The doctrines of secret trusts do not accede to the requirements of the Wills Act 1837, yet they succeed in the eyes of the law. Their enforcement is complex to justify; their developments have notoriously stemmed from the customs of judiciary and academics. This article presents arguments for both enforcement and non-enforcement of them as well as addressing the broader theoretical questions. This article also delivers a series of divisive views of secret trusts, taking in consideration whether their justification are reasonable, whether the purpose they serve in current society today is of any relevance as well as whether an exhaustive review of them is needed.
Secret trust are equitable devices that effectuates a testators express intentions to an intended trustee[footnoteRef:1], in order to fulfil an arrangement, arising whenever the testator establishes an intention to create a trust which is not expressed in the will itself. Secret trusts consequently would not have complied with the formalities outlined in s9 of the Wills Act 1837[footnoteRef:2], thus can be seen as controversial as the Will is portrayed as the conventional instrument to vest the legal interest of the trust property to the intended trustee. Moreover, any other method of disposition not complying with s.9 of the Wills Act would be void[footnoteRef:3], yet secret trust clearly contravenes this rule and succeeds. The very existence of secret trust becomes the subject of dispute discussed in this article, contemplating judicial enforcement of secret trusts when plainly they are in defiance of clear statutory provisions. Secret trusts emerge in two forms[footnoteRef:4]; a fully secret trust and half-secret trust, concerning fully secret- trust they do not appear on the will at all and no evidence of its existence can be discovered on the face of the will hence its name. The latter alludes to the actual existence of the secret trust, however omits the terms[footnoteRef:5]. This short article seeks to address an investigation of the controversial elements surrounding the notion of secret trusts and nonetheless examining Emma Challinor` s assertions. [1: John McGhee, Snells Equity 32nd edn, Sweet & Maxwell  ] [2: Wills Act 1837] [3: Ho Siu, ”Keeping secrets: a critical analysis of the justifications for the docrine of secret trusts”] [4: Gary Watt, Cases & Materials on Equity & Trusts 10th edn, Oxford ] [5: Stephen James Alan Swann, ”From Law to Faith: Letting Go of Secret Trusts” ]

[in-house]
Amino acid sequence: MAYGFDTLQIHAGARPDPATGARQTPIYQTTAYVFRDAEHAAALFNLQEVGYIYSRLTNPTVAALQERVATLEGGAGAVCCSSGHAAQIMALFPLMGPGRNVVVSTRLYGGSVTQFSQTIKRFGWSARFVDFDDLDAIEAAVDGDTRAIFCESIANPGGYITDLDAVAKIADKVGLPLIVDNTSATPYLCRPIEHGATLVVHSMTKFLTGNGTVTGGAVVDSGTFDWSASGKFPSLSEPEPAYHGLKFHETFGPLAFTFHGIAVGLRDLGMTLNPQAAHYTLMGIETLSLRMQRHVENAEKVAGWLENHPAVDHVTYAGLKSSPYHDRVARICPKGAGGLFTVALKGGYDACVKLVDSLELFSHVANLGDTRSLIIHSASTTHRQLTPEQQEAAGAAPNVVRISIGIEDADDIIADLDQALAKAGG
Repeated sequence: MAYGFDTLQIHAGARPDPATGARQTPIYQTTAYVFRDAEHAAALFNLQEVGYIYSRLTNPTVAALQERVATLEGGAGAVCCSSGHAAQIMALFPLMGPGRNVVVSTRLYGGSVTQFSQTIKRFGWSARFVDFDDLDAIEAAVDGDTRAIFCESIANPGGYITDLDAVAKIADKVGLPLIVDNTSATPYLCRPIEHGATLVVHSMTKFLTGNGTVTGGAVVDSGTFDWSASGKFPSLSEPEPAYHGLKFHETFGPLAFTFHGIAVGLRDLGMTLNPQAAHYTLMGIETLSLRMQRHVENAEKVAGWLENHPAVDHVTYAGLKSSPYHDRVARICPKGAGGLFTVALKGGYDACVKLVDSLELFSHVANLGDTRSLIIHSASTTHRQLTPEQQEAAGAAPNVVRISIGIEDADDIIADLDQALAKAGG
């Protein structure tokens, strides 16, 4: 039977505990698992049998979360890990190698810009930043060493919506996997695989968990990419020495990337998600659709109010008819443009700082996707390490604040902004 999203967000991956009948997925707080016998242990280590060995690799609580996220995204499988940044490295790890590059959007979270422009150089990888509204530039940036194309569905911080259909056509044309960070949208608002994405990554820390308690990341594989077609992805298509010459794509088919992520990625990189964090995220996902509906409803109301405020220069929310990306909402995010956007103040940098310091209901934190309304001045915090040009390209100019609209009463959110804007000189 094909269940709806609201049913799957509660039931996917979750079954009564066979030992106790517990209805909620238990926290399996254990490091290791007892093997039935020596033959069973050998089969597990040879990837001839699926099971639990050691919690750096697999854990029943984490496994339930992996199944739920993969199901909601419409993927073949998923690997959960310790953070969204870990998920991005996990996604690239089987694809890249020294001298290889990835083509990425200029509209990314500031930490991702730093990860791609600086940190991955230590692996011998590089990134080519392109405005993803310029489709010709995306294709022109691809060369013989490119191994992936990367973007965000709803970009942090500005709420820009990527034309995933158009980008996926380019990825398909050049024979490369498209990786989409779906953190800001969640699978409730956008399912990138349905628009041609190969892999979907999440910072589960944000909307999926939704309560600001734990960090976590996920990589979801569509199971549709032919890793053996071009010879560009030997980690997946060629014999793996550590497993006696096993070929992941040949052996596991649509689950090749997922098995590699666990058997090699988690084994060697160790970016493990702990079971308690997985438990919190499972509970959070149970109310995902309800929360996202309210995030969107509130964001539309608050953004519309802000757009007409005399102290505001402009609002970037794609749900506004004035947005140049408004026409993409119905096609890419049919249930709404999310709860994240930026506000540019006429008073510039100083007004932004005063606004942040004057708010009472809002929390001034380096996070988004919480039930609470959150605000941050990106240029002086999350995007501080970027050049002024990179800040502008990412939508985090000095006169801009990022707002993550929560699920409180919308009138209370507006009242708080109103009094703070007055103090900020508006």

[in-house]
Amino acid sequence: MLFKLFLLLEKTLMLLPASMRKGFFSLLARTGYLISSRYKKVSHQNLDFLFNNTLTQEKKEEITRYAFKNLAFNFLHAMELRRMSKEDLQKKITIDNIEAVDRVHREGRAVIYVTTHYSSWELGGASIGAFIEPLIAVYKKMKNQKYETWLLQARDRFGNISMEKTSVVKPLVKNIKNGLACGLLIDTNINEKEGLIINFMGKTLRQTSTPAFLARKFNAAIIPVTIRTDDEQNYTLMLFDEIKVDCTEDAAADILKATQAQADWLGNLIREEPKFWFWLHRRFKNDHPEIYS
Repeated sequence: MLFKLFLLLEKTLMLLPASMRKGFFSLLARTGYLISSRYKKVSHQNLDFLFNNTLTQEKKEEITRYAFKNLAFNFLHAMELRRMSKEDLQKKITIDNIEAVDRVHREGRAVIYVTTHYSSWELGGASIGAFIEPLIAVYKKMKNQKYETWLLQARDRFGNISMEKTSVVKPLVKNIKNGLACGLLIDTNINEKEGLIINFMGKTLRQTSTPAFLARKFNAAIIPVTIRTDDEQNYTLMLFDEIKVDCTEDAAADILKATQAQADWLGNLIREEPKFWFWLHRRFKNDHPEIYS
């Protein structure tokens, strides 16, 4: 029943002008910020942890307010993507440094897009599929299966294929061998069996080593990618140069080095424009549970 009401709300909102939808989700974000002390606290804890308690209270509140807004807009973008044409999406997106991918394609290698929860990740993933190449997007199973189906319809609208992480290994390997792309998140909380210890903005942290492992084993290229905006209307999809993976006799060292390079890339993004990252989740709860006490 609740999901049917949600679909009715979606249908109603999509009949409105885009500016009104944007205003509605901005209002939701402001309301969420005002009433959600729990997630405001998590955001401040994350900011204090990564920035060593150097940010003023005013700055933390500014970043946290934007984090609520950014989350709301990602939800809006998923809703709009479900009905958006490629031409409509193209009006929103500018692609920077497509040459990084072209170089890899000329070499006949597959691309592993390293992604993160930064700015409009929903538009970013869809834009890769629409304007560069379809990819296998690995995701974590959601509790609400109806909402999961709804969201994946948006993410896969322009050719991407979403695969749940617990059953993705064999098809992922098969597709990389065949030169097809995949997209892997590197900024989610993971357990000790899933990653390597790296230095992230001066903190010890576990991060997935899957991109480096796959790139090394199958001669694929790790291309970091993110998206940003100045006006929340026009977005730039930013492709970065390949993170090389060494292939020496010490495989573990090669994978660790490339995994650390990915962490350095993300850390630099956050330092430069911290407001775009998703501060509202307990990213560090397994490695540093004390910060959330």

Emma Challinor is an individual openly against the concept of secret trust, pinpointing one of her claims, that “fraud is better prevented upon compliance of the s9 Wills Act formalities”, implies a contrast made and that is of secret trusts. This statement can be agreed to a large degree; such can be proved via a closer inspection of the formalities required from each. Adhering to s.9 requirements of the Wills Act would mean that courts...